Kathleen King, Founder and Owner of Tate’s Bake Shop, shared her success story during the Hampton Roads Chamber Leadership Series at the Norfolk Waterside Marriott on Thursday, October 10, 2019.
“Hard work and responsibility were not foreign to me,” said King describing her childhood upbringing. The Chamber Leadership Series began with a brief background on King’s journey, followed by a free-flowing interview between King and Jessica Larche, WTKR News 3 Anchor, about how King overcame and learned from her experiences.
In 1980, King opened her first bakery Kathleen’s Cookies in Southampton, NY, where traditional American baked goods were perfected and sold by King. Larche asked King what inspired her to sell cookies, and she responded, “Cookies are fast, simple, and they make people happy.” King went on to discuss how she sold cookies on her family’s farm as a child and attributed her strong-will and determination to succeed in her upbringing.
Twenty years later, misfortune struck when King decided to bring on two new business partners. Those two new partners betrayed King’s trust, fired her, and created a financial hole of debt for Kathleen’s Cookies. After six months of lawsuits, a settlement was reached which left King with the rights to her original bakery property, $200,000 in debt, and no rights to her company name. King knew she had to do something to generate income and pay off her massive debt.
“Was there a moment where you said ‘I’m done, this is too much, I’m out’?” asked Larche. King jokingly replied that while she was working in the business she had those moments, but said her continued focus was on how to fix her business and start over. “The community rallied behind me. I felt like I had to come back for them and I didn’t have many choices because that was all I knew,” King said.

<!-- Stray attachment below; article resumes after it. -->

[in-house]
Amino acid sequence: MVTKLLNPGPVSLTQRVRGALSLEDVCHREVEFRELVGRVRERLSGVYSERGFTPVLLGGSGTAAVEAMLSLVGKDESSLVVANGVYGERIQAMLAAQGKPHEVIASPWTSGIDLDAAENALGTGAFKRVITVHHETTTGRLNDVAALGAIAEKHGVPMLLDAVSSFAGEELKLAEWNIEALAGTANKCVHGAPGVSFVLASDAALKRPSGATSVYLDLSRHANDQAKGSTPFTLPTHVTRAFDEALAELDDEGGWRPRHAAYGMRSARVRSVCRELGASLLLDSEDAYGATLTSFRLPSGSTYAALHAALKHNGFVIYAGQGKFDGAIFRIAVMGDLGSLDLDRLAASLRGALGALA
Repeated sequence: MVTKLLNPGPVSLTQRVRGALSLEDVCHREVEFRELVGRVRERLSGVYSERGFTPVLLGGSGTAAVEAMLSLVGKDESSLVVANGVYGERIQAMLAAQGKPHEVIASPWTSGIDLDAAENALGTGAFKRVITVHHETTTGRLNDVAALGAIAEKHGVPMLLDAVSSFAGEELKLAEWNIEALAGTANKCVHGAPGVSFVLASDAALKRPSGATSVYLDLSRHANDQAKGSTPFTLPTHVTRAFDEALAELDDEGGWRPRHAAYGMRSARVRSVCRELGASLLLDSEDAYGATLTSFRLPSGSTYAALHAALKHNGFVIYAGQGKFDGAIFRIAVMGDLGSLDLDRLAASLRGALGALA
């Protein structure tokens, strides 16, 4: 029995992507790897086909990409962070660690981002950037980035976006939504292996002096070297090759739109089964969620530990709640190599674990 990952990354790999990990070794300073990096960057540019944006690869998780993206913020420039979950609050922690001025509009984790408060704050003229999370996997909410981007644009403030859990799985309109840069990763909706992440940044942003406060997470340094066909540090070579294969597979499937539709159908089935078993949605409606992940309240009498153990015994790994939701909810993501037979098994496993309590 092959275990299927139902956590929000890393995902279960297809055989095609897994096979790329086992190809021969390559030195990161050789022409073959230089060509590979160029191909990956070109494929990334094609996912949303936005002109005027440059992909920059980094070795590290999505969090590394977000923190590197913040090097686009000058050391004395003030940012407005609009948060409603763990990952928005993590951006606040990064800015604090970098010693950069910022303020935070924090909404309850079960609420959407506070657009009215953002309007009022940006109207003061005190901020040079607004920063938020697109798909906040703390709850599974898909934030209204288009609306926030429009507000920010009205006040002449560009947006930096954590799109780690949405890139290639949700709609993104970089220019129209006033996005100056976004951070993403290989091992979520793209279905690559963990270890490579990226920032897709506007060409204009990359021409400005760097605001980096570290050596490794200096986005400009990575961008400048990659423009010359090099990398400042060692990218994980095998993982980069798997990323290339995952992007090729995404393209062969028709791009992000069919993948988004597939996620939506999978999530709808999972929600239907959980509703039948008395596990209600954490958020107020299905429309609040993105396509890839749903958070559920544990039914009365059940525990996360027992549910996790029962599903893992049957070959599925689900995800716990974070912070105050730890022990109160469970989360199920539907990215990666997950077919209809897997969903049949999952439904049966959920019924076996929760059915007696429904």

“Many times you want to give up because it’s too hard, it’s too overwhelming, but I just kept going because it was in me to not give up,” said King. She also said it’s better to not dwell on the ‘what if?’ questions of life because there is a freedom in not worrying about things until they happen.
Following the stress of lawsuits and losing her business, King founded Tate’s Bake Shop in 2001. The lawsuits concluded in July and she opened in August. “In light of these hardships and lessons, how did you move forward with Tate’s in a new way?” asked Larche. King replied that with Tate’s she was able to step back and be less emotionally attached to her business.
“It’s ourselves that create the blockages and problems in our business, so with Tate’s, I was really stripped of emotion,” King said. She went on to describe her goal and exit strategy to sell Tate’s by the time she was 55. King said having goals made running her business much easier the second time around.
In 2014, King sold Tate’s Bake Shop to a private equity firm and remained active in a minority position, but in 2018 she retired. “There’s a freedom in having no responsibilities and that feels good,” said King. Despite the struggles King faced, she overcame those challenges and today has a popular brand sold in all fifty states, and sells the No. 1 chocolate chip cookie in America, according to Consumer Reports. “I think what I’m most proud of is the legacy product.”
The presentation concluded with a brief Q&A. Priscilla Monti, Vice President of Programs and Communication at the Hampton Roads Chamber, asked what advice King has for entrepreneurs starting up or starting their businesses over. King responded with “the numbers never lie” and urged entrepreneurs to invest in a finance person. “My philosophy is to have a plan, execute that plan, take care of your people, take care of your product, and then take care of the money.”
Thank you to the following Hampton Roads Chamber Leadership Series sponsors: Southern Bank (Presenting Sponsor); Hampton Roads Workforce Council (Silver Sponsor); SunTrust (Speaker Sponsor); and Inside Business, WTKR News 3 (Media Sponsors).